Mark Robinson, Producer

Take as much care as you can over the recording. Too many musicians take a sloppy attitude to rehearsing and recording. When we go into the studio, only perfect will do, which is one of the reasons our records still sell years after we made them.

Dave Gilmour, guitar player and producer.

Tuning problems can be some of the biggest frustrations in the studio. Buy a tuner and make sure everyone who plays an instrument in the band knows how to use it. This saves a lot of grief when the guitarist goes to do overdubs the next day and his guitar is out of tune.

You should plan to give yourself enough time to do the job right. As a rule of thumb, less is best. If you're going for high quality recording, you should attempt fewer songs than you think you can finish in your allotted time. If you just want to bash out your 16 song live set, that doesn't leave much time in your budget for more careful and complicated overdubs, so you'll get a more raw product at the end. It could take a whole day to get a song really nice, or you could do 18 songs in one day. So think about that. Doing a lot of songs isn't necessarily bad if it's what you are prepared to do. Many bands lay down the basic tracks live, with drums, bass and guitar playing together. This creates a good energetic recording and also saves time! Make sure to allow an equal amount of time to mix your songs as you allow to record them. Even the best performance will sound terrible if you don't take the time to mix it properly.

Don't assume the engineer is going to make you sound the way you want. Take an active role in talking about what kinds of things excite you when you hear them. Otherwise you'll get the generic.

The studio is about getting a good sound on tape. This is very different than a live performance, where acts of extremism, such as jumping around or smashing your guitar, communicate an emotional reaction to the audience. In the studio, those things may not result in the best sound. So concentrate on playing well. Power comes from subtlety and finesse rather than from more loud guitars. Power is in quality tone rather than quantity of guitar tracks. Power is from careful planning, not just loud things. In other words, thumping that bass note extra loud doesn't help you in the studio -- you're just going to have to re-record it.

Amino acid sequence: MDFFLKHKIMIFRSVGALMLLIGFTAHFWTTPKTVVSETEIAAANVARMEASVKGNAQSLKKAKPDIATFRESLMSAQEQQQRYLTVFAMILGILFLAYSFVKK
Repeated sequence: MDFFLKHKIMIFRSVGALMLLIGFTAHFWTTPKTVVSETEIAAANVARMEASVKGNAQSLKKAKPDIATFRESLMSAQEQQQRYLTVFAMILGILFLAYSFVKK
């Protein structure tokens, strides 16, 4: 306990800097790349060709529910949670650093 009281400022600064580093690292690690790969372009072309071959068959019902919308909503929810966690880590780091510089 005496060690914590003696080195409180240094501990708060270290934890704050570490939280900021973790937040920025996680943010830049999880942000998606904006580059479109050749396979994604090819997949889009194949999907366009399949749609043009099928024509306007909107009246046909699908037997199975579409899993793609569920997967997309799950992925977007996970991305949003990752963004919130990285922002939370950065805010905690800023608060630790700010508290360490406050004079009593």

Don't get reactionary. What worked well in the demo may not now. Listen as you go. Don't expect it to go as planned -- change your plan as you go. Respond to what you're hearing rather than what you think you want to hear.

Rob Christiansen, engineer.

The band usually lays down the basic tracks -- guitar, bass, drums -- first thing in the studio. Often the singer will add her part later. The band should practice the song without vocals so you can play it without the vocal cues. You should spend a lot of time with your instrument and amp before the clock starts ticking in the studio. Make sure you can get the sounds you want out of it and set it up. You should try to play with your band and change the settings, too. You get different sounds when everyone is there than when it's just you in the room. Always schedule extra time -- more than you think you'll need, 'cause you'll need it. Each song is going to take at least three hours. Even if it doesn't, that is probably a good bet.

Ask the engineer questions about what he's doing so you can communicate what you want. Don't be afraid to assert yourself. If you want something done, you have to make it happen. Don't step on toes, but at the same time, it is your record, not the engineer's record. You or the producer really have to assert your ideas, but the engineer is the person who is actually going to make it happen. A good cooperative way to mix your songs is to let the engineer set up a rough mix that he thinks sounds good, and then let everyone comment on that.

Phil Satlof, bass player and producer

Editing and sequencing are hard to explain, because if the job's done right, you won't notice it's there. There are a million tricks to be done during the editing and sequencing process. Some require forethought during the original mixdown. For instance, if you want to have songs crossfade into one another, it is best not to fade them down during the mix. Have someone explain the possibilities of this digital technology before you enter the studio.

Robert Salsbury, ProTools editor

I never sung that line. They've totally retuned me. Bloody technology!

Ozzy Osbourne, singer.